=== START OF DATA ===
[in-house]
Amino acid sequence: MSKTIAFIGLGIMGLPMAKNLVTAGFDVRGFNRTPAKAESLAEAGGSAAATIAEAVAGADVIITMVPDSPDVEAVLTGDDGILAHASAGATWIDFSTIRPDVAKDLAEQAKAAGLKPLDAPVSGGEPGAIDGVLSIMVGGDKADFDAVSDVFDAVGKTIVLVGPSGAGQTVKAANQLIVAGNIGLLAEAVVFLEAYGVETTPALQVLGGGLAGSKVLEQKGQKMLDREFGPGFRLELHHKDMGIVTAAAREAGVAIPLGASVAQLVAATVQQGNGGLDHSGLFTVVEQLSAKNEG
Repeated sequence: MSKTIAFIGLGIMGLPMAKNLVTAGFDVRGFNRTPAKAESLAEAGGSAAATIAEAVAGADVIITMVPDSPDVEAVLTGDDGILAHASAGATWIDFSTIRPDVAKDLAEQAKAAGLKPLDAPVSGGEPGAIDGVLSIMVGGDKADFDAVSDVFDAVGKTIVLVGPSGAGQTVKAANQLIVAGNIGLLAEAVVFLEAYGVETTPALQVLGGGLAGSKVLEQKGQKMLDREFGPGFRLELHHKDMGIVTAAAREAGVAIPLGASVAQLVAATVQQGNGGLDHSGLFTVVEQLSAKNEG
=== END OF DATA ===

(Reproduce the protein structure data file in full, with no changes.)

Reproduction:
[in-house]
Amino acid sequence: MSKTIAFIGLGIMGLPMAKNLVTAGFDVRGFNRTPAKAESLAEAGGSAAATIAEAVAGADVIITMVPDSPDVEAVLTGDDGILAHASAGATWIDFSTIRPDVAKDLAEQAKAAGLKPLDAPVSGGEPGAIDGVLSIMVGGDKADFDAVSDVFDAVGKTIVLVGPSGAGQTVKAANQLIVAGNIGLLAEAVVFLEAYGVETTPALQVLGGGLAGSKVLEQKGQKMLDREFGPGFRLELHHKDMGIVTAAAREAGVAIPLGASVAQLVAATVQQGNGGLDHSGLFTVVEQLSAKNEG
Repeated sequence: MSKTIAFIGLGIMGLPMAKNLVTAGFDVRGFNRTPAKAESLAEAGGSAAATIAEAVAGADVIITMVPDSPDVEAVLTGDDGILAHASAGATWIDFSTIRPDVAKDLAEQAKAAGLKPLDAPVSGGEPGAIDGVLSIMVGGDKADFDAVSDVFDAVGKTIVLVGPSGAGQTVKAANQLIVAGNIGLLAEAVVFLEAYGVETTPALQVLGGGLAGSKVLEQKGQKMLDREFGPGFRLELHHKDMGIVTAAAREAGVAIPLGASVAQLVAATVQQGNGGLDHSGLFTVVEQLSAKNEG